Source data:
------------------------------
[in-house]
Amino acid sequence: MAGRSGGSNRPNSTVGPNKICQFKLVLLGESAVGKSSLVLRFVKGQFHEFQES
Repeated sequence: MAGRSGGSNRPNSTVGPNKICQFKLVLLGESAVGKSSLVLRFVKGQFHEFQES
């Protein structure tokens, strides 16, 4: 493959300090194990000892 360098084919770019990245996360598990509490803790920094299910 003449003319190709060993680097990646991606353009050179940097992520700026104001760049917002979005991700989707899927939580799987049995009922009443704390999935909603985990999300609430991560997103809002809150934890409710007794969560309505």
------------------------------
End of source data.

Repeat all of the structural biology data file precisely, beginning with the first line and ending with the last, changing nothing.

[in-house]
Amino acid sequence: MAGRSGGSNRPNSTVGPNKICQFKLVLLGESAVGKSSLVLRFVKGQFHEFQES
Repeated sequence: MAGRSGGSNRPNSTVGPNKICQFKLVLLGESAVGKSSLVLRFVKGQFHEFQES
């Protein structure tokens, strides 16, 4: 493959300090194990000892 360098084919770019990245996360598990509490803790920094299910 003449003319190709060993680097990646991606353009050179940097992520700026104001760049917002979005991700989707899927939580799987049995009922009443704390999935909603985990999300609430991560997103809002809150934890409710007794969560309505």